It strikes me that I'll have to read Franzen's Freedom, or perhaps Corrections, and see how they compare as they follow the same premise, but it won't be too soon. Basically, I felt this was one writer's round about psychological analysis of why America sucks today as we know it, and that's just not my cup of tea. I must not be one of those intelligent cerebral types, and this is a rare departure from my comfortable historical reads. Given his track record, there's no doubt that Paul Auster is a talented, intelligent writer, but the storytelling part and his job to enlighten and/or to entertain this particular reader failed. Frankly, I prefer other genres of books that bring me to another place and another time in order to escape my everyday reality of small horrors such as financial hardship and dysfunctional families. Given the fact that there are others out there who adored this book, I must humbly accept the fact I am a nerd. It is at this point that I am proud to say I love historical fiction so much that perhaps I should never stray from it again (unless it's a historical non-fiction work).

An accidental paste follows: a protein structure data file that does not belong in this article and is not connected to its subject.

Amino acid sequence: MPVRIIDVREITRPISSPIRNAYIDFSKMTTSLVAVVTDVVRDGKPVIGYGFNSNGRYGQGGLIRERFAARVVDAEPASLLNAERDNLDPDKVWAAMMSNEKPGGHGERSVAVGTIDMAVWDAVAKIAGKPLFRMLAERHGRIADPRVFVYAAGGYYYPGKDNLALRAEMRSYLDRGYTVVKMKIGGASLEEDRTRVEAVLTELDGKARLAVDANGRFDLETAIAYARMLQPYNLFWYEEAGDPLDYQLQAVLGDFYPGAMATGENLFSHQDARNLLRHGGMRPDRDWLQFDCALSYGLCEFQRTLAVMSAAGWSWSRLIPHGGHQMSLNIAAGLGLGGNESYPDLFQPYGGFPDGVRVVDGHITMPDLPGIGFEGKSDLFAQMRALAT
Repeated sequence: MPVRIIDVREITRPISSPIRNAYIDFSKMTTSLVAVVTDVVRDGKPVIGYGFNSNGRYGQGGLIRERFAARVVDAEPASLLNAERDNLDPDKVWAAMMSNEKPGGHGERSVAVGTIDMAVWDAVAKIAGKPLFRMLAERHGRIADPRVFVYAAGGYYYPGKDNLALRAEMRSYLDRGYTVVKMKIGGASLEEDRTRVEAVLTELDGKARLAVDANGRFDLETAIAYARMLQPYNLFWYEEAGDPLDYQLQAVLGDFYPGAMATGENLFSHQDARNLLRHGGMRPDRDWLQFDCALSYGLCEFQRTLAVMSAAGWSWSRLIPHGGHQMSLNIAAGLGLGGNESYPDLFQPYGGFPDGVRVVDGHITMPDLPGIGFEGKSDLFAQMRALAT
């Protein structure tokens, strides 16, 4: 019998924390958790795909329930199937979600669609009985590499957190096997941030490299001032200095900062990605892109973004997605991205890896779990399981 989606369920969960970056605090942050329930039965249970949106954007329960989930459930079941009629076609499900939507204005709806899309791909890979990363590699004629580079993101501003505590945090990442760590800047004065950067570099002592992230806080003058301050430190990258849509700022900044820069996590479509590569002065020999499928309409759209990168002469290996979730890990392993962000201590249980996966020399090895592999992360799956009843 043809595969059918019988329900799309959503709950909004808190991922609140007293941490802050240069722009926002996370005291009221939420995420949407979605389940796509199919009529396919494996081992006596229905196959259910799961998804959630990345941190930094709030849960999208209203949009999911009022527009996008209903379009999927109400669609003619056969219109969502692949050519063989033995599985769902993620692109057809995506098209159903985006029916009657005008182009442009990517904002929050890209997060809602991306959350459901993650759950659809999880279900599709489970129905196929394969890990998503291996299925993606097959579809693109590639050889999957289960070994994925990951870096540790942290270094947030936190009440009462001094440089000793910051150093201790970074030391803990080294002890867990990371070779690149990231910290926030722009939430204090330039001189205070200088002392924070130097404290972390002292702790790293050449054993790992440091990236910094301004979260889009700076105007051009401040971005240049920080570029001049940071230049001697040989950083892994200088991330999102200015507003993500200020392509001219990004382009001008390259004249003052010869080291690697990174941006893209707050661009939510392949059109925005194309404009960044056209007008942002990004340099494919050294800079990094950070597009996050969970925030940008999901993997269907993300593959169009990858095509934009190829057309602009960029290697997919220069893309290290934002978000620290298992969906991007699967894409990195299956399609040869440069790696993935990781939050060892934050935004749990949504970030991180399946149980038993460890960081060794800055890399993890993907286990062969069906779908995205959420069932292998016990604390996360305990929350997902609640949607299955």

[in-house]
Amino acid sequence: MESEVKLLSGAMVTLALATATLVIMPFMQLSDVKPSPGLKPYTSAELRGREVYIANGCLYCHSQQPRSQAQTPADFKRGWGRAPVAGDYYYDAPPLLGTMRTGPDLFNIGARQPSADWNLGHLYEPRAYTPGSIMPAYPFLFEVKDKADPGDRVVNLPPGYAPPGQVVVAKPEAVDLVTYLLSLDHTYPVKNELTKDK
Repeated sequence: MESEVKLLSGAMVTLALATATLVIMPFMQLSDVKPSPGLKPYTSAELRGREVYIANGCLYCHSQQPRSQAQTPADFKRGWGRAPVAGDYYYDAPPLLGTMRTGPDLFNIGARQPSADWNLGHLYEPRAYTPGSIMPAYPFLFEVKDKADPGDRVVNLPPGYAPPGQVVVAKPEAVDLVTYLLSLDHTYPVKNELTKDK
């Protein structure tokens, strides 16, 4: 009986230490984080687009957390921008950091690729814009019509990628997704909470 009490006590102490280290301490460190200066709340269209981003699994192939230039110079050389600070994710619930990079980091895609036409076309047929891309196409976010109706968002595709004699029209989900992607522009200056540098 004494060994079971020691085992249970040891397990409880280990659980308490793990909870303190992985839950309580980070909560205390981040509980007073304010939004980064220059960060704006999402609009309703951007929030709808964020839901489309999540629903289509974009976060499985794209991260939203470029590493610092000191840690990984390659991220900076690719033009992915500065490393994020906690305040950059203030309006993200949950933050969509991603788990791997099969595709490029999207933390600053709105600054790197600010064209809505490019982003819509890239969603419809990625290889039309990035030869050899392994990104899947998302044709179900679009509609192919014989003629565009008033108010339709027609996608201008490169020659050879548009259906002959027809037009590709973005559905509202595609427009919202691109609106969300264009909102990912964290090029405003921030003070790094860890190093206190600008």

Nov 18, 2010

Book Review: A Darcy Christmas by Amanda Grange, Sharon Lathan and Carolyn Eberhart

Thursday, November 18, 2010
A Darcy Christmas by Amanda Grange, Sharon Lathan and Carolyn Eberhart
Paperback: 304 pages
Publisher: Sourcebooks Landmark (October 1, 2010)
Review copy provided by Sourcebooks, thank you!
ISBN-10: 1402243391
ISBN-13: 978-1402243394
The Burton Review Rating: The Burton Review, 4 stars

This is something different for Darcy fans: a novella collection! Christmas and the spirit of Jane Austen. Bring on the cinnamon and apple cider aromas! Each author's individual story is reviewed separately:

Mr. Darcy's Christmas Carol by by Carolyn Eberhart
This was the first story in the book and is also a debut for the author. Right away she remonstrates that the elder Mr. Darcy was dead as a door nail, several times, which made me wince. Thankfully, she gets past that quickly enough and goes into the lamentations of the younger Mr. Darcy (our favorite Mr. Darcy) of how Lizzy spurned his request for her hand. Georgiana, Darcy's younger sister, is featured as she adds a nice touch to the story by being a sweetheart and treated as such. Warm and fuzzy feelings! Hold on to your reticules, as ghosts are haunting Pemberley!

Starting off as more of a macabre type of story, the typical elements of ghosts and spirits take over as Darcy goes on journeys to see the past, present and future. Predictable for both Darcy and Dickens fans this is not a suspenseful read, but the ending makes up for its weak beginning as everything is tied up into a happy package for a Darcy lover.

Christmas Present by Amanda Grange